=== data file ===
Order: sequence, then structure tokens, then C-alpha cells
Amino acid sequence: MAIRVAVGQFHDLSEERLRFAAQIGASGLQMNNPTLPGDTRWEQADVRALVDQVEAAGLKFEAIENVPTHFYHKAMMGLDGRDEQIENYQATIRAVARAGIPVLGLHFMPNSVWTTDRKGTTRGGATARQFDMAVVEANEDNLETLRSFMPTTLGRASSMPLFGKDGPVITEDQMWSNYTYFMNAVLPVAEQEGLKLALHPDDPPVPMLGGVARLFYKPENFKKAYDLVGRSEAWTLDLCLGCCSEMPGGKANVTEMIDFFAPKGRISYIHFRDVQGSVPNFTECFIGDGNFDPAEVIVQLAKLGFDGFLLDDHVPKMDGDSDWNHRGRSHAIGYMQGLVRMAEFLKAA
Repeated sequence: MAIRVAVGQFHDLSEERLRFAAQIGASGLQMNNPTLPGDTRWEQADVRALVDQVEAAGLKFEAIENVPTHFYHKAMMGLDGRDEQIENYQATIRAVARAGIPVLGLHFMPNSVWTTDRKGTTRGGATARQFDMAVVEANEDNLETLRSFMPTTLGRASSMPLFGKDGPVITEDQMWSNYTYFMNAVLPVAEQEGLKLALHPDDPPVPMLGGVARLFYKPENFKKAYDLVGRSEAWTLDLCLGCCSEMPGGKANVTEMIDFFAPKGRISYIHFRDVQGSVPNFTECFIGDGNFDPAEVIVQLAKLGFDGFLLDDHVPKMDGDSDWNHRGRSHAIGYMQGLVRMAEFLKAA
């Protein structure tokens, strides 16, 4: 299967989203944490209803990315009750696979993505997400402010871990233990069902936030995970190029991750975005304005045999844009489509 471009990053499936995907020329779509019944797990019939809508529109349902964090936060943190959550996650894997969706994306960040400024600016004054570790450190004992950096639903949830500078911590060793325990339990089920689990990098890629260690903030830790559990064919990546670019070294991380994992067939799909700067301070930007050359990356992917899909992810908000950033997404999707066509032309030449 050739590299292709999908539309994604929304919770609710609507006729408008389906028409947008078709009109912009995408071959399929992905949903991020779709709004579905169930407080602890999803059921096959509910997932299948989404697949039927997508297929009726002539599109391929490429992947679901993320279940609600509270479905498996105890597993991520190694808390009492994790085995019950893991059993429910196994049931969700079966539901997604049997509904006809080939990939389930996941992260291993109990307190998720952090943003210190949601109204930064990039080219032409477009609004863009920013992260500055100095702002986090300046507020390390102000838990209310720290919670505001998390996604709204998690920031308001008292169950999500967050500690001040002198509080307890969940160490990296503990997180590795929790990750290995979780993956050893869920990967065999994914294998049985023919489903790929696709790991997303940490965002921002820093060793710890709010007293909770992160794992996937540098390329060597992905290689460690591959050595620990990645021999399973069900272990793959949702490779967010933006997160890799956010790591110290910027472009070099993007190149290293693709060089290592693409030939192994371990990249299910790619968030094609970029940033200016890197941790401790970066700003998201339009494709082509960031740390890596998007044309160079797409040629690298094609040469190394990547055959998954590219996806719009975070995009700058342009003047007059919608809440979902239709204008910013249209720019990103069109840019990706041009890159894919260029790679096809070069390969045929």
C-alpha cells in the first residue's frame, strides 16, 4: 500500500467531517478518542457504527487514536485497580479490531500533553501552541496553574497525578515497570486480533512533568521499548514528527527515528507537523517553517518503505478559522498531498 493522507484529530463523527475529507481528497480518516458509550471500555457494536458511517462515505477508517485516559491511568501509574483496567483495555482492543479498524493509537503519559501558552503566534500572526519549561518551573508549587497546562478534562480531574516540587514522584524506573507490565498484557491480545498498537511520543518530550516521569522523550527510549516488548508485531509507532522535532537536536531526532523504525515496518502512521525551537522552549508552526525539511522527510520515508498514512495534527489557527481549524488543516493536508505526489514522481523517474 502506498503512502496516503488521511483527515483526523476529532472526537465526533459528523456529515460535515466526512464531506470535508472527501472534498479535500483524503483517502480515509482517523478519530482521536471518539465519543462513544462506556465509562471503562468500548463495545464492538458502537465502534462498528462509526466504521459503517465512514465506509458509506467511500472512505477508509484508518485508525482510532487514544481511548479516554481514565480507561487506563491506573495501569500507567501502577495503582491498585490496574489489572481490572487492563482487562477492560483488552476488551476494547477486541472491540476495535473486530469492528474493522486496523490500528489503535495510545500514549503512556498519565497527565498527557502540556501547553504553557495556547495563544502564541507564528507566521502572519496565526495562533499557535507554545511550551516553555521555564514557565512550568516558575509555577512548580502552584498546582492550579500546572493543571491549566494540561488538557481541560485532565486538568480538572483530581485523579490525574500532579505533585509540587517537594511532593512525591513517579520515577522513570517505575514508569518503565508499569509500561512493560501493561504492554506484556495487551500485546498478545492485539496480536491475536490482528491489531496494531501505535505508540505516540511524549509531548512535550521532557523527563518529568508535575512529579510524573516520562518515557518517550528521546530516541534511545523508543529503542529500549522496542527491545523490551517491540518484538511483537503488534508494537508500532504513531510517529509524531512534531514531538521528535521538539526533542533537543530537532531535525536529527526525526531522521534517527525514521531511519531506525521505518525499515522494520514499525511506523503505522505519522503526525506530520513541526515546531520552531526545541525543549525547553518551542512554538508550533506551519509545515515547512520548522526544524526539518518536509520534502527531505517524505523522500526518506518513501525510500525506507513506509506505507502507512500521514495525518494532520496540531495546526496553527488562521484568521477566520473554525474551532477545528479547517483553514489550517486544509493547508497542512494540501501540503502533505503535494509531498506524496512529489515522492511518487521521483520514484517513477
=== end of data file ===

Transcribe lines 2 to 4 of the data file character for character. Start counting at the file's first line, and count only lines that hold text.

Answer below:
Amino acid sequence: MAIRVAVGQFHDLSEERLRFAAQIGASGLQMNNPTLPGDTRWEQADVRALVDQVEAAGLKFEAIENVPTHFYHKAMMGLDGRDEQIENYQATIRAVARAGIPVLGLHFMPNSVWTTDRKGTTRGGATARQFDMAVVEANEDNLETLRSFMPTTLGRASSMPLFGKDGPVITEDQMWSNYTYFMNAVLPVAEQEGLKLALHPDDPPVPMLGGVARLFYKPENFKKAYDLVGRSEAWTLDLCLGCCSEMPGGKANVTEMIDFFAPKGRISYIHFRDVQGSVPNFTECFIGDGNFDPAEVIVQLAKLGFDGFLLDDHVPKMDGDSDWNHRGRSHAIGYMQGLVRMAEFLKAA
Repeated sequence: MAIRVAVGQFHDLSEERLRFAAQIGASGLQMNNPTLPGDTRWEQADVRALVDQVEAAGLKFEAIENVPTHFYHKAMMGLDGRDEQIENYQATIRAVARAGIPVLGLHFMPNSVWTTDRKGTTRGGATARQFDMAVVEANEDNLETLRSFMPTTLGRASSMPLFGKDGPVITEDQMWSNYTYFMNAVLPVAEQEGLKLALHPDDPPVPMLGGVARLFYKPENFKKAYDLVGRSEAWTLDLCLGCCSEMPGGKANVTEMIDFFAPKGRISYIHFRDVQGSVPNFTECFIGDGNFDPAEVIVQLAKLGFDGFLLDDHVPKMDGDSDWNHRGRSHAIGYMQGLVRMAEFLKAA
């Protein structure tokens, strides 16, 4: 299967989203944490209803990315009750696979993505997400402010871990233990069902936030995970190029991750975005304005045999844009489509 471009990053499936995907020329779509019944797990019939809508529109349902964090936060943190959550996650894997969706994306960040400024600016004054570790450190004992950096639903949830500078911590060793325990339990089920689990990098890629260690903030830790559990064919990546670019070294991380994992067939799909700067301070930007050359990356992917899909992810908000950033997404999707066509032309030449 050739590299292709999908539309994604929304919770609710609507006729408008389906028409947008078709009109912009995408071959399929992905949903991020779709709004579905169930407080602890999803059921096959509910997932299948989404697949039927997508297929009726002539599109391929490429992947679901993320279940609600509270479905498996105890597993991520190694808390009492994790085995019950893991059993429910196994049931969700079966539901997604049997509904006809080939990939389930996941992260291993109990307190998720952090943003210190949601109204930064990039080219032409477009609004863009920013992260500055100095702002986090300046507020390390102000838990209310720290919670505001998390996604709204998690920031308001008292169950999500967050500690001040002198509080307890969940160490990296503990997180590795929790990750290995979780993956050893869920990967065999994914294998049985023919489903790929696709790991997303940490965002921002820093060793710890709010007293909770992160794992996937540098390329060597992905290689460690591959050595620990990645021999399973069900272990793959949702490779967010933006997160890799956010790591110290910027472009070099993007190149290293693709060089290592693409030939192994371990990249299910790619968030094609970029940033200016890197941790401790970066700003998201339009494709082509960031740390890596998007044309160079797409040629690298094609040469190394990547055959998954590219996806719009975070995009700058342009003047007059919608809440979902239709204008910013249209720019990103069109840019990706041009890159894919260029790679096809070069390969045929």